2016 CMS Winter Meeting

Niagara Falls, December 2 - 5, 2016


Plenary Lectures

DIANE MACLAGAN, University of Warwick
Tropical Geometry  [PDF]

Tropical geometry is geometry over the tropical semiring, where multiplication is replaced by addition and addition by minimum. This turns objects from algebraic geometry into objects of polyhedral geometry, and allows new combinatorial techniques to enter the area. This simple idea has had a surprisingly large impact over the last decade, both inside and outside algebraic geometry, including connections to areas as diverse as number theory, combinatorics, mathematical biology, and economics. In this talk I will survey a sampling of these ideas and applications, and introduce some of the algebraic foundations.

NATASA SESUM, Rutgers University
Ancient solutions and singularities in geometric flows  [PDF]

Ancient solutions appear as singularity models in geometric flows. Understanding those is important for understanding singularities that occur while flowing a metric in either the Ricci flow or the Yamabe flow or flowing a hypersurface in the mean curvature flow. In the first part of the talk we will give an overview of known properties for ancient solutions and our recent classification results of those, especially in the mean curvature flow. In the second part of the talk we will discuss extension results for the mean curvature flow.

GLEN VAN BRUMMELEN, Quest University
History for the Future: Heavenly Storytelling in the Mathematics Classroom  [PDF]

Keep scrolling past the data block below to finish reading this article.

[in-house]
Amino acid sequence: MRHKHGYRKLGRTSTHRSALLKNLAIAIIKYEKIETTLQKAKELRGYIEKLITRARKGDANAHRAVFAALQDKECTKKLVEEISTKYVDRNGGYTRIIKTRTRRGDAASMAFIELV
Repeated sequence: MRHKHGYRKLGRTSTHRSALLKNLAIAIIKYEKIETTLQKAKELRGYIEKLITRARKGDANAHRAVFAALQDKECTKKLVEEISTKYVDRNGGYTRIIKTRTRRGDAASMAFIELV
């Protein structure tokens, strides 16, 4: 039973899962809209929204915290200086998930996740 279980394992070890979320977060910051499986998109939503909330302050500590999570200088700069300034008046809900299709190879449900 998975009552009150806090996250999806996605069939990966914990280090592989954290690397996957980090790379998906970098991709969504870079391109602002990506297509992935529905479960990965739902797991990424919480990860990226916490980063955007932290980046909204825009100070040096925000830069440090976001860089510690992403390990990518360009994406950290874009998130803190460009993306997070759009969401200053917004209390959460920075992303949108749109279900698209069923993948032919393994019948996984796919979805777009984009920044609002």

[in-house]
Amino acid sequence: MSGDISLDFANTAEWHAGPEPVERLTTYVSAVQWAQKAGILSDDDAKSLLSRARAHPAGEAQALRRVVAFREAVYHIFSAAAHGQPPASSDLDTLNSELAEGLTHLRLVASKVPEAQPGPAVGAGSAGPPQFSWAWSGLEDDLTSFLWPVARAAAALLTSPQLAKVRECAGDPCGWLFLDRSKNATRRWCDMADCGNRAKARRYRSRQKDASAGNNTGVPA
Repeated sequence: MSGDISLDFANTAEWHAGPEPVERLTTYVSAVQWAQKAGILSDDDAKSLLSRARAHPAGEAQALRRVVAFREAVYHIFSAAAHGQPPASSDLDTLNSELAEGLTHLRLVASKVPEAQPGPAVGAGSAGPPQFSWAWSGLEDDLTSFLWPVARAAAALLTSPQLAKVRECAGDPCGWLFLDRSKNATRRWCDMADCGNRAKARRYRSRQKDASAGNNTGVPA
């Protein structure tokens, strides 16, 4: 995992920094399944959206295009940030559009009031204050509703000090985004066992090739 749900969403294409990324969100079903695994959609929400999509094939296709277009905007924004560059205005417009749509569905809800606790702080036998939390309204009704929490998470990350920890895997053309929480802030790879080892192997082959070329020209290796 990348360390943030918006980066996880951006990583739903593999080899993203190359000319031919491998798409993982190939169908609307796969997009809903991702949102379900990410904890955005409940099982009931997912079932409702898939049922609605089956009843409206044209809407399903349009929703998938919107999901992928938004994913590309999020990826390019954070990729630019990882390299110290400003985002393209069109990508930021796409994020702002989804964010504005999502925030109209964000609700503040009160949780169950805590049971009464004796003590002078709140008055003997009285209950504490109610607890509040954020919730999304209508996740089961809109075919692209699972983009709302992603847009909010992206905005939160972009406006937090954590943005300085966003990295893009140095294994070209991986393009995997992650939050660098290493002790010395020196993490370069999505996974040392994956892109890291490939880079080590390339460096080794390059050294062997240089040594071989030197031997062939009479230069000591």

We learn best through stories, and the development of mathematics is one of the greatest stories ever told. History provides a rich context for motivating topics, identifying research approaches, applying critical thinking, and illustrating the deep implications of mathematical discoveries. We will explore the power of history in the mathematics classroom through several examples, especially the invention of trigonometry and precursors to numerical analysis in pre-modern mathematical astronomy. Resources for pedagogical materials will be highlighted, and we will suggest avenues for curricular development.

KAROL ZYCZKOWSKI, Jagiellonian University, Cracow, Poland
On Mathematics useful in Quantum Theory (a personal perspective)  [PDF]

Which branches of mathematics are the most important for a physicist working in quantum mechanics? How to foster an interdisciplinary collaboration of a physicist and a mathematician? Basing on personal experience concerning research related to dynamical systems, geometry of convex sets, differential geometry, operator theory, combinatorics, linear algebra, matrix analysis and random matrices I will try to argue that such a collaboration is possible and can be fruitful.


Centre de recherches mathématiques Pacific Institute for the Mathematical Sciences Fields Institute AARMS: Atlantic Association for Research in the Mathematical Sciences McMaster University

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